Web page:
34 Yale L. & Pol'y Rev. 471 (2015-2016)
Voting is Speech

handle is hein.journals/yalpr34 and id is 470 raw text is: 








               YALE LAW & POLICY REVIEW



                            Voting Is Speech

                   By Armand  Derfner* & J. Gerald Hebert**

INTRODUCTION

     It seems like an obvious proposition that a citizen registering to vote or
casting a ballot is engaging in free speech, a fundamental right entitled to full
protection under  the First Amendment  to the United States Constitution. This
simple  proposition is especially fitting in light of the broad First Amendment
protection  extended to the dollars spent in political campaigns to influence
votes. But the current Supreme  Court rarely scrutinizes voting regulations as it
does other speech regulations. The Court treats spending to influence voters in
elections-by  candidates, political parties, individuals, corporations, labor un-
ions, and others, including anonymous  contributors who might well be interna-
tional terrorists-as free speech entitled to robust First Amendment protection
against state and federal limitation. Any limitations on such speech are subject-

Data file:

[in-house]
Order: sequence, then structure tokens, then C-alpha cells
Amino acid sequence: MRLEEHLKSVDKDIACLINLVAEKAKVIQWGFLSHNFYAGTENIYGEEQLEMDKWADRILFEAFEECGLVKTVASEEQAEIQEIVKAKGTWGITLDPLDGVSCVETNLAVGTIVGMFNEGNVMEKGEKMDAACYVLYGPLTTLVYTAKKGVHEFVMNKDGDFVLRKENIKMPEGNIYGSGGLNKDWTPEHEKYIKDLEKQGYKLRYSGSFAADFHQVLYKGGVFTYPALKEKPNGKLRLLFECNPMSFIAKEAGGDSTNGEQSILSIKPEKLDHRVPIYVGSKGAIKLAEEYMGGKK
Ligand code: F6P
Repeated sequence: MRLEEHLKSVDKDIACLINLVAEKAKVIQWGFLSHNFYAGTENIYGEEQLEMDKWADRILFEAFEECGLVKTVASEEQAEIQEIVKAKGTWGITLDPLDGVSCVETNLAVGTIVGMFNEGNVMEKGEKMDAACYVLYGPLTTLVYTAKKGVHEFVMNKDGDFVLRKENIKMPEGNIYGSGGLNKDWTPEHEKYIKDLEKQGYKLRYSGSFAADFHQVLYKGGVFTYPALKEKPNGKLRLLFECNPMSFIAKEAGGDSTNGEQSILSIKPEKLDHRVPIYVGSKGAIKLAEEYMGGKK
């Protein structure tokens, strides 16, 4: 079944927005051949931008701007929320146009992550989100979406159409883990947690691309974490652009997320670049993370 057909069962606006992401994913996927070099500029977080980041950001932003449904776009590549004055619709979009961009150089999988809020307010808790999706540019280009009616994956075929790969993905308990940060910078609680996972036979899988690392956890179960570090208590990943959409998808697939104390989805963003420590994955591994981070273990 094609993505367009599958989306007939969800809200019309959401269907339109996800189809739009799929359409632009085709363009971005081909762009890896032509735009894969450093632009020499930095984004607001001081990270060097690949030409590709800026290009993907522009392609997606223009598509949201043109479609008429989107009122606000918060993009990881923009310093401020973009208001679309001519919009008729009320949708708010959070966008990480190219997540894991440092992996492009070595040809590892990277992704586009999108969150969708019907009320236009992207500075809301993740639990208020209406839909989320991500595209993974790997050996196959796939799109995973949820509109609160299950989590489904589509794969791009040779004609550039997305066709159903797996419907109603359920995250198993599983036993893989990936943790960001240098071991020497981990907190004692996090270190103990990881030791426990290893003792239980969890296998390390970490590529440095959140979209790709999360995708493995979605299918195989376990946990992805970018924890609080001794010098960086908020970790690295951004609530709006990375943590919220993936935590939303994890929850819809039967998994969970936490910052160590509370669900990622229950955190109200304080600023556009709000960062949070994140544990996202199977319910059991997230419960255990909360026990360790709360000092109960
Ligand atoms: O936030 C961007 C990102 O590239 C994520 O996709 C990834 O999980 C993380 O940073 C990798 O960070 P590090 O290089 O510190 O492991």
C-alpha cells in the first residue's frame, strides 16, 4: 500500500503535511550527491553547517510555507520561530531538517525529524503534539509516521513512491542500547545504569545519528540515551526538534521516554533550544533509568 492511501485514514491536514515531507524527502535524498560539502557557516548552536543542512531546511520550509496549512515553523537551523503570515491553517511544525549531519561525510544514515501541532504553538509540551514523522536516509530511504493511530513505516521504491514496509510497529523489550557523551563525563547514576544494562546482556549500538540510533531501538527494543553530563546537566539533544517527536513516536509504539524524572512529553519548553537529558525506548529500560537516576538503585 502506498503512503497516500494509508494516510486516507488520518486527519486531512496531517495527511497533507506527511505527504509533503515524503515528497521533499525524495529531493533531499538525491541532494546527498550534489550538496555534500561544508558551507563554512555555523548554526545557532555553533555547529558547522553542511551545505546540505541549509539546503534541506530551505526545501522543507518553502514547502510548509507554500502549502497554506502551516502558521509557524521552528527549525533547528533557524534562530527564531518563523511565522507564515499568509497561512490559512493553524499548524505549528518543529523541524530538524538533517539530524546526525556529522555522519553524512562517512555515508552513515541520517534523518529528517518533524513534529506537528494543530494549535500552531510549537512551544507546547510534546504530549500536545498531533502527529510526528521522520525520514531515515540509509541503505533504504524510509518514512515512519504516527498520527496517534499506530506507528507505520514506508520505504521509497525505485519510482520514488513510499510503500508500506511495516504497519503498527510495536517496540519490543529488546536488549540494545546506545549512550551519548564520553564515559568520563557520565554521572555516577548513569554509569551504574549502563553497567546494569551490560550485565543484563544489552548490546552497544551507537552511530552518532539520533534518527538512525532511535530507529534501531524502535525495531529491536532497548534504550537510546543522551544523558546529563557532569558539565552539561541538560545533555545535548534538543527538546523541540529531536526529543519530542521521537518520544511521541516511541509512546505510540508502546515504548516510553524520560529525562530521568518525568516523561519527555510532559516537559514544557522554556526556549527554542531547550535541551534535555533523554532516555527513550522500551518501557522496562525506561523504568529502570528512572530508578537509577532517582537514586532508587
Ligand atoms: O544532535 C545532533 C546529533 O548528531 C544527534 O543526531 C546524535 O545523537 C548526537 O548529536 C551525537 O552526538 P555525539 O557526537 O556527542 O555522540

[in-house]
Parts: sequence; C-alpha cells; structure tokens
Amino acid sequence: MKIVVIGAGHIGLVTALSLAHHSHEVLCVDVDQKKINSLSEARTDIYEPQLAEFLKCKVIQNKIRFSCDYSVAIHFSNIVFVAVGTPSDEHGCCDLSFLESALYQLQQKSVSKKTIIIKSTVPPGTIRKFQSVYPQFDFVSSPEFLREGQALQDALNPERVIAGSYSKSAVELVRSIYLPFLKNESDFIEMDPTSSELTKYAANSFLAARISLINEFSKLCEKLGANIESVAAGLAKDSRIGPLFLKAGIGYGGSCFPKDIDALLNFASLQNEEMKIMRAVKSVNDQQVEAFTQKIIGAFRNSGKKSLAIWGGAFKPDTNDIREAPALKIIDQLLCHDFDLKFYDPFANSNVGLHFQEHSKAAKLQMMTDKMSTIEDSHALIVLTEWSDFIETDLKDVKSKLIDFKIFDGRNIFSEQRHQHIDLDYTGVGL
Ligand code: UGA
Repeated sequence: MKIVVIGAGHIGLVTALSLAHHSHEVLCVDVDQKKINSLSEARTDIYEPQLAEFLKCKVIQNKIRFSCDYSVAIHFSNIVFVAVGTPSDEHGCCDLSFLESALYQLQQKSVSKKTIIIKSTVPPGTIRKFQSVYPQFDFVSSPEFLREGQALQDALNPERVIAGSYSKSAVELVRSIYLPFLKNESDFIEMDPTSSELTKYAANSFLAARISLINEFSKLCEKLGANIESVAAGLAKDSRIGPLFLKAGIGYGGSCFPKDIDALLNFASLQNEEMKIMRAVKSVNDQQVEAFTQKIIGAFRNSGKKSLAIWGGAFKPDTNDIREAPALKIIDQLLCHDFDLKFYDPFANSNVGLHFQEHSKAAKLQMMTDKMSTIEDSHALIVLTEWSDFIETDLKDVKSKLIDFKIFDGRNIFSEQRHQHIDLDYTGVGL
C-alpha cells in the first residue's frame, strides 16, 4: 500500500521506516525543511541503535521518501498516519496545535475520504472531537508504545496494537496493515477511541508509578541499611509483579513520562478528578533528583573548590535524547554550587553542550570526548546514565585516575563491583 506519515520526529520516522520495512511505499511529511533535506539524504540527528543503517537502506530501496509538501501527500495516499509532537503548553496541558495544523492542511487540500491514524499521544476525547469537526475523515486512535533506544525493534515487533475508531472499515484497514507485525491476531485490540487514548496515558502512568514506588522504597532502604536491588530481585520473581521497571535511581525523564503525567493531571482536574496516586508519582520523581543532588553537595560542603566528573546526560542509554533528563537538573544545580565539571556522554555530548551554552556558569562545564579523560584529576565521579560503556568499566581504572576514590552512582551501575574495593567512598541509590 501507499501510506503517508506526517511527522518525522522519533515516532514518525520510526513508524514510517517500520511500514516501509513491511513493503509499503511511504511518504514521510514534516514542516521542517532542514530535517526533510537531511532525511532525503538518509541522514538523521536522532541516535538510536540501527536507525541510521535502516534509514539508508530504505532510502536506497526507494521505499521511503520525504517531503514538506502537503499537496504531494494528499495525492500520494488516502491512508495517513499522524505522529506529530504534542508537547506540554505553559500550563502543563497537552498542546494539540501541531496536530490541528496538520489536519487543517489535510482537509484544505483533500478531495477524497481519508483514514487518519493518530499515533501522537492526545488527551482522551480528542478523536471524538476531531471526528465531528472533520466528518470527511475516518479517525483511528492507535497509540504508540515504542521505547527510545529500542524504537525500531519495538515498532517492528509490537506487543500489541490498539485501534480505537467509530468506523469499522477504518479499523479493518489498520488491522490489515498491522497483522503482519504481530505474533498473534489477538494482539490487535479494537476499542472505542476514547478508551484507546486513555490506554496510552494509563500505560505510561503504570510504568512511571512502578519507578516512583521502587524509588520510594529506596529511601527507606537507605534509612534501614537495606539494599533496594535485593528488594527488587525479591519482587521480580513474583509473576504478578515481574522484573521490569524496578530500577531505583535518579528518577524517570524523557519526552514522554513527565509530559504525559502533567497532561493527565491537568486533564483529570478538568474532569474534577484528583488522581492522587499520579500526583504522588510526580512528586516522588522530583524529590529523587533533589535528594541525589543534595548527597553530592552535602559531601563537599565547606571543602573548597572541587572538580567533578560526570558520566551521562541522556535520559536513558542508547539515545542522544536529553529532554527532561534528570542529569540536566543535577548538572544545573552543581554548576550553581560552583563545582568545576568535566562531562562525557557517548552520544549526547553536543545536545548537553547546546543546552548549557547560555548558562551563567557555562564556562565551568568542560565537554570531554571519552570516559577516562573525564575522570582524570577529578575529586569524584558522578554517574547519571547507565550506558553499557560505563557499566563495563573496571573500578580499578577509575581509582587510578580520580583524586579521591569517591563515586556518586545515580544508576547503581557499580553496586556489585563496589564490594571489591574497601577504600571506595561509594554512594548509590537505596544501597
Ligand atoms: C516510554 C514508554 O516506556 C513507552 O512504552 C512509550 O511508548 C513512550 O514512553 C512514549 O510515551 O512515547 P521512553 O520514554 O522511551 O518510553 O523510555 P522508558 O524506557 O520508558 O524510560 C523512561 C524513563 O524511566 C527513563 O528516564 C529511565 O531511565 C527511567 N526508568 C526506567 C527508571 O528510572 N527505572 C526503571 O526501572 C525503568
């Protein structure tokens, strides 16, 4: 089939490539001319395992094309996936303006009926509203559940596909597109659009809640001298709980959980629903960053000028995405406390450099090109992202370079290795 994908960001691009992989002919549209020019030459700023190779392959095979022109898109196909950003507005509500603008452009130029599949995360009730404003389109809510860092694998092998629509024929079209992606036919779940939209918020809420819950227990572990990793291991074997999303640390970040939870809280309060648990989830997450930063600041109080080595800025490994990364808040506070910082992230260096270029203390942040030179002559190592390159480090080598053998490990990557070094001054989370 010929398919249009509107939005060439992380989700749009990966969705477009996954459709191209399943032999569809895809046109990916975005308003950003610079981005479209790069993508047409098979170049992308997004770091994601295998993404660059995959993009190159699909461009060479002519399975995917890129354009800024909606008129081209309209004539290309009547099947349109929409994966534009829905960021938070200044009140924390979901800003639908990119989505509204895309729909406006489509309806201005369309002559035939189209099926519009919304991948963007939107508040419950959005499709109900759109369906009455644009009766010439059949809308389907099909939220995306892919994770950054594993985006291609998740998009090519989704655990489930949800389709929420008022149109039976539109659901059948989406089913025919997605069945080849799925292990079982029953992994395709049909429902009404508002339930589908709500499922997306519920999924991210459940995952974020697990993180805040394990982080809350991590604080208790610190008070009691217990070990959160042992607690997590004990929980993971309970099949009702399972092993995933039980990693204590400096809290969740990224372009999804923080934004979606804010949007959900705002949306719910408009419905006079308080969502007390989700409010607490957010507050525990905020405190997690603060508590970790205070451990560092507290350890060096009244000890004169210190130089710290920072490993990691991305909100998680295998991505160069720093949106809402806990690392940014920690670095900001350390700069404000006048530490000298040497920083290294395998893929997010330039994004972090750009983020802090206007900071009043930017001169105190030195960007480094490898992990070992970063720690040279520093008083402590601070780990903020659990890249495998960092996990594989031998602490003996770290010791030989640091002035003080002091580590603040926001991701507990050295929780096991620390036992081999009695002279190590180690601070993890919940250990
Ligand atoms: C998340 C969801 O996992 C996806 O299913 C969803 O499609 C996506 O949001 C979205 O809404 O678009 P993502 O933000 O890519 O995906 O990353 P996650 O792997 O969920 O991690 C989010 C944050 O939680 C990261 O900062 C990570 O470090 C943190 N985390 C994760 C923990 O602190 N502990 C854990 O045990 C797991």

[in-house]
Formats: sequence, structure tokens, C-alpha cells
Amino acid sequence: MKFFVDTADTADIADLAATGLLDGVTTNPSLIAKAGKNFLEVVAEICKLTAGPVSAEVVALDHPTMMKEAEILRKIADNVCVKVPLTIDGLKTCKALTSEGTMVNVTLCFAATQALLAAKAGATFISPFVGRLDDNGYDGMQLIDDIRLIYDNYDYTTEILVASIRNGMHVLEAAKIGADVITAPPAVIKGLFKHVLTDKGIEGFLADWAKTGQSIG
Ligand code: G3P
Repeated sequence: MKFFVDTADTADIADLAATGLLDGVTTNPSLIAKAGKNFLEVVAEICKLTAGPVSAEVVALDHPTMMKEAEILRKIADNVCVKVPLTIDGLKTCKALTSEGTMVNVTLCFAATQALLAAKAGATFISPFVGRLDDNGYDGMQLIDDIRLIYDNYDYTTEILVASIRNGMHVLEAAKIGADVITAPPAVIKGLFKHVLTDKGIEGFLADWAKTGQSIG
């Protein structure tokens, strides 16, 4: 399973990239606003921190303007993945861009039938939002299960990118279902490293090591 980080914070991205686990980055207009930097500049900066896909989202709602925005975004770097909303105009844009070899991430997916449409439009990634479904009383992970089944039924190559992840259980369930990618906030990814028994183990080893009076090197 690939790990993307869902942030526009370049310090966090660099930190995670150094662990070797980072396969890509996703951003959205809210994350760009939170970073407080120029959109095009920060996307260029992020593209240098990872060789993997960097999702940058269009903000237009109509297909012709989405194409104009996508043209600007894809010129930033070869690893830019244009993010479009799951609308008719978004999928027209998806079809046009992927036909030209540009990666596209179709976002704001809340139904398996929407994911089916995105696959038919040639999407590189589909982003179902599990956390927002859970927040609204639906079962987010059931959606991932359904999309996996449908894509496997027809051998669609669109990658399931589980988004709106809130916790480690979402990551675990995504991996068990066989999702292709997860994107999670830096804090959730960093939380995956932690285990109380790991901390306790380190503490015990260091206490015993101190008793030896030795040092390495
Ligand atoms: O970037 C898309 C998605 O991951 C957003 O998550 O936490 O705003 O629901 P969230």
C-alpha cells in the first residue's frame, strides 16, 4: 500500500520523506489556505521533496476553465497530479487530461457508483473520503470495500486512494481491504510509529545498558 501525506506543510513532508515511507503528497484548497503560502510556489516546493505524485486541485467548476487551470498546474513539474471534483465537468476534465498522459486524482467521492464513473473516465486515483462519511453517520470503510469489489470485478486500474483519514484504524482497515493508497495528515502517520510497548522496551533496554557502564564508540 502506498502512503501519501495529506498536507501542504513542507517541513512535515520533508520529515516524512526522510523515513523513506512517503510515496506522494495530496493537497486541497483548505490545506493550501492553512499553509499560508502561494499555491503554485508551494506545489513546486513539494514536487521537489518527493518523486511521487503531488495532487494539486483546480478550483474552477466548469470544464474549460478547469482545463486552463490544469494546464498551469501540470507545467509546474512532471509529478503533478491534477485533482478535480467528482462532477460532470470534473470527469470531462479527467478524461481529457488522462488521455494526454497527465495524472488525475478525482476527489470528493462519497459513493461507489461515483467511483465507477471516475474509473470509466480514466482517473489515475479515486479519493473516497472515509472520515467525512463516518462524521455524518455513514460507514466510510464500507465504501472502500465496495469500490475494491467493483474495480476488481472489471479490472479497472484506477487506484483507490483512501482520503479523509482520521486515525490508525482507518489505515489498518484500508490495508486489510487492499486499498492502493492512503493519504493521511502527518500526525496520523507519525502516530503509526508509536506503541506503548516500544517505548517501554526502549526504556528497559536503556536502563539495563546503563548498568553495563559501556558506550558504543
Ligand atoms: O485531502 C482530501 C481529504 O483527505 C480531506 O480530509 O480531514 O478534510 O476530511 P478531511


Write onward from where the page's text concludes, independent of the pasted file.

ed to strict scrutiny. Registering and voting, on the other hand, are given short
shrift by the Court. Burdens on voter registration and voting are not analyzed
under  strict First Amendment  standards, and therefore the Court has allowed
states excessive latitude to restrict voters' access to the ballot box. The Court
should  change course, fully acknowledge the expressive nature of voting, and


*    Armand  Derfner is a partner at Derfier & Altman in Charleston, South Carolina,
     and is Constitutional Law Scholar in Residence at Charleston School of Law. He
     began trying voting cases in Mississippi in 1965, at the dawn of the Voting Rights
     Act.
     J. Gerald Hebert is Executive Director of the Campaign Legal Center and also
     oversees the Voting Rights Institute, a collaborative project of Georgetown
     University Law  Center,  the Campaign   Legal Center, and  the American
     Constitution Society. He is an Adjunct Professor of Law at Georgetown University
     Law  Center and at New York Law School. Mr. Hebert served in the Civil Rights
     Division of the U.S. Department of Justice from 1973-1994. The authors have tried
     and argued hundreds of voting and free speech cases over the past 40+ years in the
     Supreme  Court  of the United States and in other federal and state courts
     throughout the country. The authors currently represent plaintiffs in the pending
     Texas voter ID challenge, Veasey v. Abbott.
          We  are grateful to Noah Lindell, Courtney Dixon, and Danielle Lang for
     helpful comments and suggestions. We are also grateful to the Yale Law & Policy
     Review for careful editing.


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